Volunteers here put together a cookbook for Bulgaria and I think I will be adding a few recipes to the next edition. Right now there are a lot of recipes in there that are full of things you can't find here, in any season, and some of the stuff just doesn't make any sense. One recipe is called spicy mexican hummus without tahini. I don't know how that qualifies as hummus and not Spicy Bean Dip.

Tuesday, August 19, 2008

Pool Harvest

One main difference I have noticed between America and Bulgaria is entitlement. Today Liz and decided to go to our town's pool, we get our swim gear on, buy some lunch, and head out to the edge of town. When we arrive there is a sign that says "On Tuesday Pool No Work." Resigned to a day without swimming headed home.

The pool looked perfectly fine, there was a guy working there and yet still there seemed to be no need to give a reason for "Pool No Work." A sign like that in the states would say something like "We apologize for the inconvenience but due to _______ the pool will be closed until ______. It will reopen tomorrow at _____. And as an American I felt entitled to be given a reason. Bulgarians don't seem to have quite that same sense. Rather than entitlement, the overall feeling seems to be more resignation.


I can't stop listening to Neil Young's Harvest right now. Every time I put it on as background music it ends up taking over and I can't concentrate on anything else. I have learned to not even try to read while listening to it. I just end up staring into space like and idiot... Like just there. I took a good two minute break from typing because I can't get over the chorus in Alabama. In fact I'm just going to stop blogging now.

Monday, August 18, 2008

The Way of the World

So a new book just came out called The Way of the World by investigative journalist Ron Suskind. It makes several claims that seem like old news at this point. The Bush administration went to war on false pretenses, they knew there were no weapons of mass destruction, and a lot of other things we already know. BUT this is the first time someone has real evidence of it. Granted there was the Downing Street Memo's showing the White House and Blair's administration planned to go to war no matter what the evidence, and the whole Joe Wilson/Valarie Plame incident, but while those were evidence that they probably knew there were now WMDs, Suskind's book shows that they actually knew.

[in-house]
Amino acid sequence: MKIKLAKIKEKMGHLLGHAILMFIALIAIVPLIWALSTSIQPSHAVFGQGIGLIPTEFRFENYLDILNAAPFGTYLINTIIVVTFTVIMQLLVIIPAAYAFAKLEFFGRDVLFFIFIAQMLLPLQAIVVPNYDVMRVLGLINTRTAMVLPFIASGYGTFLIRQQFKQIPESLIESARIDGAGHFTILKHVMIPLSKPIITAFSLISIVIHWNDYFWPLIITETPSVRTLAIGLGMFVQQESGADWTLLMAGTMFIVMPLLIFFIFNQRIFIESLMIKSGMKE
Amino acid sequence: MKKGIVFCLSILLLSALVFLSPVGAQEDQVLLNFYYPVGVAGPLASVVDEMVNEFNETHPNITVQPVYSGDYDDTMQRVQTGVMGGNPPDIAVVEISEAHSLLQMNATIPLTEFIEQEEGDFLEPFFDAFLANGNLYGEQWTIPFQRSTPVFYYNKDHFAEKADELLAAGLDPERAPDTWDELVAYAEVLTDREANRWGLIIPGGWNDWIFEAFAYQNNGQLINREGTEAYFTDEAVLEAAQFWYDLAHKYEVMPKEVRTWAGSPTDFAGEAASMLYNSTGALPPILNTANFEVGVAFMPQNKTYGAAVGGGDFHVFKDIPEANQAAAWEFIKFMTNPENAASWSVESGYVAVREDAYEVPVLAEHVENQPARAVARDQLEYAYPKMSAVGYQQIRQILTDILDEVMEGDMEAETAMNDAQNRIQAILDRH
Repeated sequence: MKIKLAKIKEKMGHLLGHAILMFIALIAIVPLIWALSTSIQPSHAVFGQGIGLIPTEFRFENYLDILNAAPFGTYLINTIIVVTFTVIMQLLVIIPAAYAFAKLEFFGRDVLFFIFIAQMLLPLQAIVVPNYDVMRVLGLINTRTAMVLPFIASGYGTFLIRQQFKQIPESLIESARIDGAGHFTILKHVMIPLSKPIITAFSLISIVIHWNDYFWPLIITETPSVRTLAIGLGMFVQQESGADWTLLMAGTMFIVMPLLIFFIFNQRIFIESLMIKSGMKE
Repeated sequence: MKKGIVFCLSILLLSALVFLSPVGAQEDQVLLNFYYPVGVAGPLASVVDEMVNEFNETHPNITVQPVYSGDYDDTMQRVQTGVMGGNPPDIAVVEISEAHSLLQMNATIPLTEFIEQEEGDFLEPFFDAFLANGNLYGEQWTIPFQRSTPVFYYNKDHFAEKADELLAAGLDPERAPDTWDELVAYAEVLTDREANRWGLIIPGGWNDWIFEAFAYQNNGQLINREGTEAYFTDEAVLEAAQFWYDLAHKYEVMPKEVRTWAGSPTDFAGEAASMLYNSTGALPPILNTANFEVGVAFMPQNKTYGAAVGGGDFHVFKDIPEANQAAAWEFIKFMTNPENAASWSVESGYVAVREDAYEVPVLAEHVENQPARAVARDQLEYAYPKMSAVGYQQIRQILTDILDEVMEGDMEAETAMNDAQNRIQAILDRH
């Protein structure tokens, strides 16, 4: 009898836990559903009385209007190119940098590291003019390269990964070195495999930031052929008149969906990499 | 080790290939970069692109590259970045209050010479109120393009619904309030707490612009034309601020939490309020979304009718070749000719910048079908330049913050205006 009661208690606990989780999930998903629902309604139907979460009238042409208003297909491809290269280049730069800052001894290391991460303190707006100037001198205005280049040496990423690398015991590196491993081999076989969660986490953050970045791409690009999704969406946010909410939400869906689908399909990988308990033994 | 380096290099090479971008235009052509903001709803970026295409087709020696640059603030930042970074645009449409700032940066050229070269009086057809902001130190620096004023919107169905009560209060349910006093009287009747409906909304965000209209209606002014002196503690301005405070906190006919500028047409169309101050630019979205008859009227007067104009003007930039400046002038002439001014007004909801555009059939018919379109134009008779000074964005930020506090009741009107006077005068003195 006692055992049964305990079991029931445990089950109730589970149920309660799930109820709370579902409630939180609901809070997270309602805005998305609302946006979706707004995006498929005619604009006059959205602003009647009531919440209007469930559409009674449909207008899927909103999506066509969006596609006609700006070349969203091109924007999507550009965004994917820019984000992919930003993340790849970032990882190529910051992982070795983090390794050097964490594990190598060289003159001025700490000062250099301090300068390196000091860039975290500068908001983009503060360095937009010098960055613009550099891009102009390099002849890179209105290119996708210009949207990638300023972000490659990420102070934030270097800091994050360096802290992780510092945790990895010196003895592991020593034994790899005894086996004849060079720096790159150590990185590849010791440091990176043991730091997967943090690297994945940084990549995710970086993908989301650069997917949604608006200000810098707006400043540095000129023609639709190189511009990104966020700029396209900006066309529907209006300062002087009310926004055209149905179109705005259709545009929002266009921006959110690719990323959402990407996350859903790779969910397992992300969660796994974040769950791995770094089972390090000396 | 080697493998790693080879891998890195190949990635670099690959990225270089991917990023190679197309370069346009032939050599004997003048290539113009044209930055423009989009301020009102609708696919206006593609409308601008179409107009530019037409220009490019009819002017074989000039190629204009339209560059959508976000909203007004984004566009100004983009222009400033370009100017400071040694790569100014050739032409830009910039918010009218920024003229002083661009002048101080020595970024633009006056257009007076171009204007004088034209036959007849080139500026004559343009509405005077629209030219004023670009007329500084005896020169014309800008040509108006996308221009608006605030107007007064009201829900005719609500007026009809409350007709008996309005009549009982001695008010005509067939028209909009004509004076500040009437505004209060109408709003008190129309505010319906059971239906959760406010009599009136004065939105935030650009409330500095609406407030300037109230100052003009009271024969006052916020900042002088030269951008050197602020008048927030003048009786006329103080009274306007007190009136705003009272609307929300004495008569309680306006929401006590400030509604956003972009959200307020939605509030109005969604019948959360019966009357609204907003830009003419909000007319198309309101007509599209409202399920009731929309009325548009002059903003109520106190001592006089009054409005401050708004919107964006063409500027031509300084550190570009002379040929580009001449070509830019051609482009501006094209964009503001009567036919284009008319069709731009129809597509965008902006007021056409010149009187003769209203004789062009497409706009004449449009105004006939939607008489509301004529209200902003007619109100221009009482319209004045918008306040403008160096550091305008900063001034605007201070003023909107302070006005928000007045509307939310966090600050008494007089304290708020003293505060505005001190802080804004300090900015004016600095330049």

In addition, he also lays out how the White House ordered the CIA to forge a letter connecting Al Quieda to Iraq after we invaded and everyone was starting to realize they had been duped. This is where things could get interesting as far as impeachment hearings go... or not.

So far the New York Times and other major papers haven't covered the allegations in the book, and while Suskind has done interviews here and there, the book doesn't seem to be getting the kind of press it should. And even though Rep. John Conyers says he's leading and investigation, we'll see if it materializes. I don't really think Nancy Pelosi or the other Democrats in congress want to start that whole process now. It would make them look partisan, when really it's a long over due examination.

Also the main article in the last Newsweek we got by Fareed Zarkaria was a bunch of bullshit, but I won't go into that. He's been disappointing me lately.

Friday, August 15, 2008

you think what?

I never considered myself a superstitious person, and I've always rolled my eyes a bit at people who are. This is something I need to stop doing if I want Bulgarians to not hate me.

Most of the the superstitions here are pretty harmless. Things like women shouldn't leave their purses on the floor because they will lose their money, make sure you make eye contact when toasting drinks, ect. But then there is the techaynea.

The basic idea is that if you are inside you cannot have two doors/windows open at once because if you do you could get very sick. This would seem to make sense if it were the dead of winter, but not when you are on a packed public bus in august. Or anywhere in august. We asked our language trainer about this.

Us: So why are people superstitious about the techanynea?
Her: It's not a superstition.
Us: Oh.

Us: So a draft through the house makes you sick. Does the wind outside make you sick?
Her: No.
Us: Oh.

from there it proceeded to get awkward.

And apparently this death draft only effects Bulgarians. We have been told that the reason is because they have another superstition that for the first six months after a baby is born it isn't supposed to go outside or come into contact with people other than the family. This somehow is the reason that moving air makes sickness. Therefore Americans are immune.

It is also unclear whether the draft causes you to get sick or whether it is the sickness itself. Another volunteer worked with a woman who had a stroke on a bus. When he asked his coworkers, they told him that the doctor said she had the techaynea. Apparently she fell asleep on the bus, and then someone opened a window. In her sleeping state she was unable to fight off the draft. He asked "so the techaynea caused her to have a stroke?" they replied "no, she HAS the techaynea."

All I know is, it's 96 degrees out today. I'm throwing a techaynea party.

Thursday, August 14, 2008


Life is a horrid thing to do to someone you love,
and hope a wretched thing to give to another man.

I hope to God I find life.